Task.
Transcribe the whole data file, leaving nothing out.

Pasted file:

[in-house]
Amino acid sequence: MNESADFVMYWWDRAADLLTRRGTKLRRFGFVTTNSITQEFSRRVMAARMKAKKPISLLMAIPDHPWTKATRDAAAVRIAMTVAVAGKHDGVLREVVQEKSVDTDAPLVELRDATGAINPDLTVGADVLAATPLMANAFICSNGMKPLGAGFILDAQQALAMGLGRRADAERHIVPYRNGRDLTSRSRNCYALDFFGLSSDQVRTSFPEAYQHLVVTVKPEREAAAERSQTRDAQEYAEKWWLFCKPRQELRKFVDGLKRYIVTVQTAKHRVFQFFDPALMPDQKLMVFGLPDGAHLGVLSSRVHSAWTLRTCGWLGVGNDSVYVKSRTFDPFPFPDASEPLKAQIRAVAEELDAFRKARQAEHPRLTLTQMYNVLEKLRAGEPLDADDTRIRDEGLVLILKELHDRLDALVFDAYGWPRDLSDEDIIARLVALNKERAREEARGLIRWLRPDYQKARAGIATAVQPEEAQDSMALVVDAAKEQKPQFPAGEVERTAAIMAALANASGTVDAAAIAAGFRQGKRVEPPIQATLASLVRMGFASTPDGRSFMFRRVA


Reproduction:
[in-house]
Amino acid sequence: MNESADFVMYWWDRAADLLTRRGTKLRRFGFVTTNSITQEFSRRVMAARMKAKKPISLLMAIPDHPWTKATRDAAAVRIAMTVAVAGKHDGVLREVVQEKSVDTDAPLVELRDATGAINPDLTVGADVLAATPLMANAFICSNGMKPLGAGFILDAQQALAMGLGRRADAERHIVPYRNGRDLTSRSRNCYALDFFGLSSDQVRTSFPEAYQHLVVTVKPEREAAAERSQTRDAQEYAEKWWLFCKPRQELRKFVDGLKRYIVTVQTAKHRVFQFFDPALMPDQKLMVFGLPDGAHLGVLSSRVHSAWTLRTCGWLGVGNDSVYVKSRTFDPFPFPDASEPLKAQIRAVAEELDAFRKARQAEHPRLTLTQMYNVLEKLRAGEPLDADDTRIRDEGLVLILKELHDRLDALVFDAYGWPRDLSDEDIIARLVALNKERAREEARGLIRWLRPDYQKARAGIATAVQPEEAQDSMALVVDAAKEQKPQFPAGEVERTAAIMAALANASGTVDAAAIAAGFRQGKRVEPPIQATLASLVRMGFASTPDGRSFMFRRVA